In spite of finicky weather in New York this weekend, crowds of young folk decked themselves out in an enthusiastic jumble of flower crowns, rain boots, and coconut cocktail accessories to commemorate this rising social event of the weekend: the Governors Ball. Randall’s Island Park filled to bursting with celebrities and beautiful, Miller Lite-consuming revelers trying to brush elbows with celebrities. Headlining acts included Florence and the Machine, St. Vincent, Bjork, Flume, The Black Keys, and Ratatat, all of whom brought their A games to their corporate-sponsored stages. There were definitely some spectacular musical moments over the course of the three-day festival, with a very solid production value overall.
My own biggest complaint was about the crowds themselves, but that is always going to be the case at large commercial festivals like this one. Pushing your way through a sea of drunk twenty year-olds in booty shorts is not a task for the faint of heart, but if your desire to see St. Vincent do her signature robot dance and hurl heavy slabs of art rock at the masses is burning enough, then the fight is definitely worth it. Here are a few notable highlights from the weekend.
Florence and the Machine shined much brighter than Drake, who took to the main stage after the female English rock group’s most glorious performance. Lead singer Florence Welch bounced around the stage like a regal pirate queen, despite a recent ankle injury, and she belted her vocal vibrato so powerfully up to the heavens that the ground shook. Florence doesn’t so much perform a song as unfurl it like a flag, and, backed by a punchy horn section, her voice soared proudly above the endless sea of her adoring fans.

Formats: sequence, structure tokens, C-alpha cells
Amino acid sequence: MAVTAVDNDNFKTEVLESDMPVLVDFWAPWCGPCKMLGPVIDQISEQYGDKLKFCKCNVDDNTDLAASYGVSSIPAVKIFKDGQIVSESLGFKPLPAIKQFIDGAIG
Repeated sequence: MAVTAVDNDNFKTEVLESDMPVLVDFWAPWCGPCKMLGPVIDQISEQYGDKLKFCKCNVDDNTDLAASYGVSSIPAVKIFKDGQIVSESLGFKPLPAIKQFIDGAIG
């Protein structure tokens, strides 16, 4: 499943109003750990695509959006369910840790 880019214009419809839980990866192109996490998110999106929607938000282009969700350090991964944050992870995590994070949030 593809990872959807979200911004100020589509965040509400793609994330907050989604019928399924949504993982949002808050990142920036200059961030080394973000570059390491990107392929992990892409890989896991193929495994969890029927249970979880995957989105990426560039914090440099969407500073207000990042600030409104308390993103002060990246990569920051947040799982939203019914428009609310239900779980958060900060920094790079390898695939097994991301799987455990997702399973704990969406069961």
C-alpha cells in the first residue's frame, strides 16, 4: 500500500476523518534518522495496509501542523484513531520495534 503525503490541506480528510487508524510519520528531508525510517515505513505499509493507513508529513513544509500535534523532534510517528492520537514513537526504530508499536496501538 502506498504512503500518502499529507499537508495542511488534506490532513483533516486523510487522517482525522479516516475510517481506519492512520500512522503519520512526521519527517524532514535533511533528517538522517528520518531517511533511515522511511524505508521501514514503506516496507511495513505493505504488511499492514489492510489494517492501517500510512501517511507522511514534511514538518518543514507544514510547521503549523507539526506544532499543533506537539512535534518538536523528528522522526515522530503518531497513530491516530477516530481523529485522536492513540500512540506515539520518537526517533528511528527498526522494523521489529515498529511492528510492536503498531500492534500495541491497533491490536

I’d also like to give a tip of the hat to Death from Above 1979, the dance-punk duo from Toronto, Canada. They were kind enough to have a short conversation with me, during which I asked, maybe a little bit cheekily, what drug of preference they wished upon their audience for the most ideal experience of their music. Their answer was resoundingly: “Oxygen. Pure oxygen. That’s the really good stuff–,” which made me laugh. I thought it was a pretty clever, cheeky comeback to my question. DFA put on solid performance, although I did not see many of the pair’s diehard punk fans in the crowd of mostly bro’s that were in attendance at the Governors Ball.
Bjork put on an incredible show on Saturday, dressed as an electric butterfly and backed by a full-on orchestra, of course. She performed several tracks from her new album, summoned spirits, banished them, impersonated Obama, managed to cover the full spectrum of human emotion in just one hour, and stole my heart away. Really, like many music critics, I cannot rave enough about the alien beauty of this woman’s art.
By the end of each day, the festival grounds were strewn with trash and fading party girls in crushed felt hats, wallowing in the empty cans and beer mud while their boyfriends swapped t-shirt slogans. Some of the more memorable t-shirt slogans included: “I only smoke when I’m drinking,” and, “If you’re reading this I’m schwasted.” If you are thinking about attending this event next year, I recommend the VIP pass because it will help you to circumvent the traffic.